2. 2. Competitive Evaluations <ul><li>You decide when and by how much your library resources will improve, so try to keep an open mind about new products </li></ul><ul><li>Encourage vendors to create comparisons for you (if they want to earn your business) and discard the results if they aren’t credible </li></ul><ul><ul><li>Quick accuracy checks may be done using data from company websites </li></ul></ul><ul><ul><li>If two vendors have conflicting reports, share the conflict with each and ask for an explanation </li></ul></ul><ul><ul><li>Vendors that provide inaccurate reports should be viewed with skepticism for future comparisons </li></ul></ul>
  3. 3. RFPs <ul><li>Give vendors enough time to respond to RFPs (30 days should be allowed for a detailed RFP) </li></ul><ul><li>If you create bid specifications specifically for one vendor, don’t be surprised if other vendors respond with a “NO BID” </li></ul><ul><li>Allow face to face presentations to allow vendors to highlight the most important features of their product(s) and to answer any questions regarding their bid response </li></ul>
  4. 4. New Relationships with Sales Representatives <ul><li>Try to fight the “Halo Effect” with new sales representatives </li></ul><ul><li>Try to be forgiving if a sales rep says, “I don't know, but I know who does and I will get back to you.” </li></ul><ul><li>Create a list of questions beforehand and make sure that they are answered either in the meeting or after the presentation via email </li></ul><ul><ul><li>If follow up is poor, let them know that you aren’t happy </li></ul></ul>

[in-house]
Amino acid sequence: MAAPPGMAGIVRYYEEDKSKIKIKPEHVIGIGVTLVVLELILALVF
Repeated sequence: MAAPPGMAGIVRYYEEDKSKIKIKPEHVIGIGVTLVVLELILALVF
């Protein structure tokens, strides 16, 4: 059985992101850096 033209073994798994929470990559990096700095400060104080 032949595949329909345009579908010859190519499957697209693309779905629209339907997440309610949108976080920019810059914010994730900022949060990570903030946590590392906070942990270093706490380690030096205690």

5. 5. Planning & Scheduling Sales Presentations <ul><li>Set Guidelines for the Vendor, e.g.: </li></ul><ul><ul><li>“ You will have 90 minutes, including presentation, demonstration, and Q&A” </li></ul></ul><ul><ul><li>“ If your product is intended to replace any of the library’s existing resources, please focus on what we would gain and what we would lose (to avoid wasting our time)” </li></ul></ul><ul><li>Prepare the Library for the presentation </li></ul><ul><ul><li>Alert all of those who may have interest in attending </li></ul></ul><ul><ul><li>Confirm the equipment needs with the vendor before the meeting </li></ul></ul>
  6. 6. Big Picture Questions to Ask Vendors <ul><li>What is your company’s D&B credit rating? </li></ul><ul><li>In the last 3 years, has your company had any major layoffs? (e.g. 50 or more employees) </li></ul><ul><li>Who are the top executives of your firm and how long has each been with the company? </li></ul><ul><li>If we purchased your product(s), which of our existing products would you suggest we cancel in order to afford it? </li></ul><ul><li>What are the unique features of your product? </li></ul>